Since 9/11 all of us, but especially Muslims, have come under radically increased surveillance. And both Canada and the United States have moved towards radically intensified and militarized homeland security, creating military commands for the North American continent that work closely together.

A symptom of this intensification was the lockdown in Ottawa that mirrored the lockdown in Boston, where, in the days after the Marathon bombing, thousands of National Guard troops, along with Blackhawk helicopters, helped state and local police keep a million people in their homes—all to help track down the one surviving Tsarnaev brother who had escaped on foot from a hijacked car.

America has succumbed to fits of hysteria in the past—the Palmer raids in 1919, and the era of McCarthyism in the 1950s. Until now Canada has been relatively free from such bouts of hysteria, but Prime Minister Harper, from Canada’s most Americanized city, Calgary, seems determined to change that.



i The RCMP also called the episode “a terrorist attack” (“RCMP requests public assistance,”

ii Johnlee Varghese, “Dead Ottawa Shooting Suspect Michael Zehaf-Bibeau was on Terror Watch List,” International Business Times, October 23, 2014., “There are also reports emerging that Zehaf-Bibeau and Couture-Rouleau were in communication with each other..”

iii Varghese, “Dead Ottawa Shooting Suspect Michael Zehaf-Bibeau was on Terror Watch List,” International Business Times, October 23, 2014.,


v “Michael Zehaf-Bibeau: 5 Fast Facts You Need to Know,”,

vi CNN,

vii Ottawa shooter not on RCMP terror watchlist,” Sun News, October 22, 2014,

vii Ottawa shooter not on RCMP terror watchlist,” Sun News, October 22, 2014,

vii CNN video, October 22, 2014,

ix Saeed Ahmed and Greg Botelho, “Who is Michael Zehaf-Bibeau, the man behind the deadly Ottawa attack?” “The 2011 assessment continues, “He has been a devoted Muslim for seven years and he believes he must spend time in jail as a sacrifice to pay for his mistakes in the past.”

x Newsweek, November 14, 2014,

xi “How Martin Couture-Rouleau became an aspiring Islamic State fighter,”, Ocober 26, 2014,

xii Adrienne Arsenault on CBC, October 23, 2014; quoted in Joshua Blakeney, “Canadian Authorities Ran War Game Drills Depicting ISIS Attack Scenarios,” Global Research, October 24, 2014,

xiii “War Games: Multiple War Games Were Being Conducted on 9/11/01,” 9-11 Research,; citing

“Agency planned exercise on Sept. 11 built around a plane crashing into a building,” AP, August 21, 2002, “In what the government describes as a bizarre coincidence, one U.S. intelligence agency was planning an exercise last Sept. 11 in which an errant aircraft would crash into one of its buildings. But the cause wasn’t terrorism — it was to be a simulated accident.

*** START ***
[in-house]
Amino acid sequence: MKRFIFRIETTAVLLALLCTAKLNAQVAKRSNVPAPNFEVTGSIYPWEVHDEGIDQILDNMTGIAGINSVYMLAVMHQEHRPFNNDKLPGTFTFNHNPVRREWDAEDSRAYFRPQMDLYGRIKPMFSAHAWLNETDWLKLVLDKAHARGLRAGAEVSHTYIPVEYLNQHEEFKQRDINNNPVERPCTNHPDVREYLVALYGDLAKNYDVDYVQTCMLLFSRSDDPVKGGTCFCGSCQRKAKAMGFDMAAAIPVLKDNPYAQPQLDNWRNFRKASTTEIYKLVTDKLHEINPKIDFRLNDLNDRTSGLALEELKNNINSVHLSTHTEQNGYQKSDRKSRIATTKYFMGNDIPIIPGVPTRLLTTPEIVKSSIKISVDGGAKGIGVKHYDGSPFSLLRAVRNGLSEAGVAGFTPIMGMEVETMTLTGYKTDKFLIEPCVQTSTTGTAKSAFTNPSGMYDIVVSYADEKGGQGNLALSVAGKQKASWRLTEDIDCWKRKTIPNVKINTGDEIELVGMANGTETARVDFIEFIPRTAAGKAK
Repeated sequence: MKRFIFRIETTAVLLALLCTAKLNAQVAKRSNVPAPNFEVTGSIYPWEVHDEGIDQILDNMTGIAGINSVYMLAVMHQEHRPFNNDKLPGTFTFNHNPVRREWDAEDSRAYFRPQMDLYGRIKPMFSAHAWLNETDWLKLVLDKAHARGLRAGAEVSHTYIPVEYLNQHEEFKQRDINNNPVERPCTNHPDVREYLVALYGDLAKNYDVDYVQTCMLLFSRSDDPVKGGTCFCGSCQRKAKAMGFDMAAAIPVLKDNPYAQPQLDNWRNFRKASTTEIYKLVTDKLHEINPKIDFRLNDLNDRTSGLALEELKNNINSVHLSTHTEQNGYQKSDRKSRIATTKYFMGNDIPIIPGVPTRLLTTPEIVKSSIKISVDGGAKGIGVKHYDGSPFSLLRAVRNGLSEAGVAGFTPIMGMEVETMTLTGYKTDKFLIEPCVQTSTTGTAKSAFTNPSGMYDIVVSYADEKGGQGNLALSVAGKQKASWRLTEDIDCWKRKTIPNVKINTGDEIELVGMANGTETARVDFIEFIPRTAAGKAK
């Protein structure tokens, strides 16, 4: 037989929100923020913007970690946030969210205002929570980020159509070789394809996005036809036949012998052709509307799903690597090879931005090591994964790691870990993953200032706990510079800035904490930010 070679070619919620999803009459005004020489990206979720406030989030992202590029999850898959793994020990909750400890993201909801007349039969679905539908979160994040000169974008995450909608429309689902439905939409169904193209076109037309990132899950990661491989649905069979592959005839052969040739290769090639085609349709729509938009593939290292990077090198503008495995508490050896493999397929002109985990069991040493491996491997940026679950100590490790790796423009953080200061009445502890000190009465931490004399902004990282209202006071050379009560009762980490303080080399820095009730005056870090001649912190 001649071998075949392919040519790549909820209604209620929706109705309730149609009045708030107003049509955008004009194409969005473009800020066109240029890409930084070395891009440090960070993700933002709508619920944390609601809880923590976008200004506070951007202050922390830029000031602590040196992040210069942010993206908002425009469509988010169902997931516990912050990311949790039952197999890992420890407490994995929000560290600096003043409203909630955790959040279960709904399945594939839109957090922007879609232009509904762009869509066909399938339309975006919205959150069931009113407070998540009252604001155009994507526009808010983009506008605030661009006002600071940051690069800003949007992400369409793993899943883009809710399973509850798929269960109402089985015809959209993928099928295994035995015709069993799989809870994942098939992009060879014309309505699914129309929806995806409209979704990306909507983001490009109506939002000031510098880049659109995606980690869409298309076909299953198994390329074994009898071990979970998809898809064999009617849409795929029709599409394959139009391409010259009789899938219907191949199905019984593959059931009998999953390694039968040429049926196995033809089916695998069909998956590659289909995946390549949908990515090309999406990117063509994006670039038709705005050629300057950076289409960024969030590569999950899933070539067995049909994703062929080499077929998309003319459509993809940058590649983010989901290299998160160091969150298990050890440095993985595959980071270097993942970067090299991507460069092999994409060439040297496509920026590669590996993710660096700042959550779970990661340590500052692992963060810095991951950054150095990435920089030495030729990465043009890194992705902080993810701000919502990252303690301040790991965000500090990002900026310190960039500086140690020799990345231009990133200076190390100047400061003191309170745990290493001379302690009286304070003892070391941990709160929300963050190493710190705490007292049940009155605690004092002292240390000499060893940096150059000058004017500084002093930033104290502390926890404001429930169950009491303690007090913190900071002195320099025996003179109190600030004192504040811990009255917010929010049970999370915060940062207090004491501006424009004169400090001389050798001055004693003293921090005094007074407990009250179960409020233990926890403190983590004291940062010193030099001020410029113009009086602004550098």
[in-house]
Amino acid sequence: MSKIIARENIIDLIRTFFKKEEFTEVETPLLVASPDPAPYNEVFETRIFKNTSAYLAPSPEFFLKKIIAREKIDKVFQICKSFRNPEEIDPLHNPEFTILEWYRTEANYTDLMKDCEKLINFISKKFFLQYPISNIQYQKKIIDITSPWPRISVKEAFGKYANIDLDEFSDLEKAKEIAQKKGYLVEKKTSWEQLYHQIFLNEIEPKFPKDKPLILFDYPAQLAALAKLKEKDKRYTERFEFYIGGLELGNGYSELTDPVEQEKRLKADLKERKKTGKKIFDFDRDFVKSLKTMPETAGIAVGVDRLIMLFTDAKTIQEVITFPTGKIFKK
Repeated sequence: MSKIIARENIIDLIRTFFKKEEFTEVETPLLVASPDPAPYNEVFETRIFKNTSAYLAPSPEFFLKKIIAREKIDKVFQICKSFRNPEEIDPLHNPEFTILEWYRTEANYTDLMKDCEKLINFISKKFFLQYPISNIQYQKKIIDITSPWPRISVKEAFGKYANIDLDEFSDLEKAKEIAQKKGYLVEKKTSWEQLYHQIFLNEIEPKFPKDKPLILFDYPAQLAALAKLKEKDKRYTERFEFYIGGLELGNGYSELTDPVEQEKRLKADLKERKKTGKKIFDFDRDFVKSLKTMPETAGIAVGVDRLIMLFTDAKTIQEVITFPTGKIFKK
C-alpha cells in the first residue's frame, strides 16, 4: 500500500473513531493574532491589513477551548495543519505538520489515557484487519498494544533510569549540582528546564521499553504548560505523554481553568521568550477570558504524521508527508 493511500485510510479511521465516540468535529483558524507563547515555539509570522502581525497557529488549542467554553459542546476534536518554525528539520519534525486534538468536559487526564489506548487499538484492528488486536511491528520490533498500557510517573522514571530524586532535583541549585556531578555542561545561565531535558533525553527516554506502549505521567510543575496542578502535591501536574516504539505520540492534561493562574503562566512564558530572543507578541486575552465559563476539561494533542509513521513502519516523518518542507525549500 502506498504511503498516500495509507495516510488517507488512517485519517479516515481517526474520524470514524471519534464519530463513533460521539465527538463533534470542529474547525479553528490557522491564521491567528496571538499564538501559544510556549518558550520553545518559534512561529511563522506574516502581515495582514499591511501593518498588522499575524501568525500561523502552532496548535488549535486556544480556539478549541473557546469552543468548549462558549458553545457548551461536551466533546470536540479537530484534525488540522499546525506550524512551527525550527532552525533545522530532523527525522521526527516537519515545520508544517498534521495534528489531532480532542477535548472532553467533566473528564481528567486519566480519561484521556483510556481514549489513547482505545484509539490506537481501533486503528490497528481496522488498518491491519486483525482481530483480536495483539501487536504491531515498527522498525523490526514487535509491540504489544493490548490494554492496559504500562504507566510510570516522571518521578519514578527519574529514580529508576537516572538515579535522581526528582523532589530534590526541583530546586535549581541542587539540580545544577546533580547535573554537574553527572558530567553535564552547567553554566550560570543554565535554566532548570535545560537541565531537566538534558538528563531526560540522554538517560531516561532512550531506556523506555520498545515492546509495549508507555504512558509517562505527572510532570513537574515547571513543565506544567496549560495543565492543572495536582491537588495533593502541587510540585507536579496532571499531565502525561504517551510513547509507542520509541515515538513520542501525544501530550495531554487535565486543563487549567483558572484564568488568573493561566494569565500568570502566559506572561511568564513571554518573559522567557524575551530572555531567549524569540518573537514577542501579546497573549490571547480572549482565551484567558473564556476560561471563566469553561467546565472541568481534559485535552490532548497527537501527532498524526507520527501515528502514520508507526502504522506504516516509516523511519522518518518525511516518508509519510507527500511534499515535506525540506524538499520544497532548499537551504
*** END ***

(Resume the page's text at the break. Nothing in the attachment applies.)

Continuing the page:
“Officials at the Chantilly, Va.-based National Reconnaissance Office had scheduled an exercise that morning in which a small corporate jet would crash into one of the four towers at the agency’s headquarters building after experiencing a mechanical failure.”

xiv “The 7/7 London Bombings: How to Set Up a Patsy, What Really Happened,”

xv “Debunked: Natural News – Boston controlled explosion exercise,” This source reproduces the Boston Globe tweet. What it debunks is a claim that the tweet referred to an actual explosion at the JFK Library not far away. It confirms that the tweet refers to the Boston Public Library on the Marathon route, close to where the Marathon bomb exploded.

xvi  “’Canada will never be intimidated,’ Harper says after shootings in Ottawa,” CTV News, October 22, 2014,

xvii David K. Shipler, “Terrorist Plots, Hatched by the F.B.I.” New York Times, April 28, 2012, helped-along-by-the-fbi.html?pagewanted=all. Cf. Trevor Aaronson, The Terror Factory: Inside the FBI’s Manufactured War on Terrorism (Brooklyn, NY: Ig Publishing, 2013).

xviii RCMP commissioner Paulson “said Zehaf-Bibeau had applied for a passport to travel and wanted to go to Syria, but the passport application was delayed, which likely helped motivate the attack” (Reuters, October 23, 2014,

xix Newsweek, November 14, 2014,

xx Discussion in Peter Dale Scott, The American Deep State: Wall Street, Big Oil, and the Attack on U.S. Democracy (Lanham, MD: Rowman & Litlefield, 2014), 111.

xxi Scott, The American Deep State, 87-88.

xxii Peter Dale Scott, “Was Tamerlan Tsarnaev a Double Agent Recruited by the FBI?” WhoWhatWhy, June 23, 2013,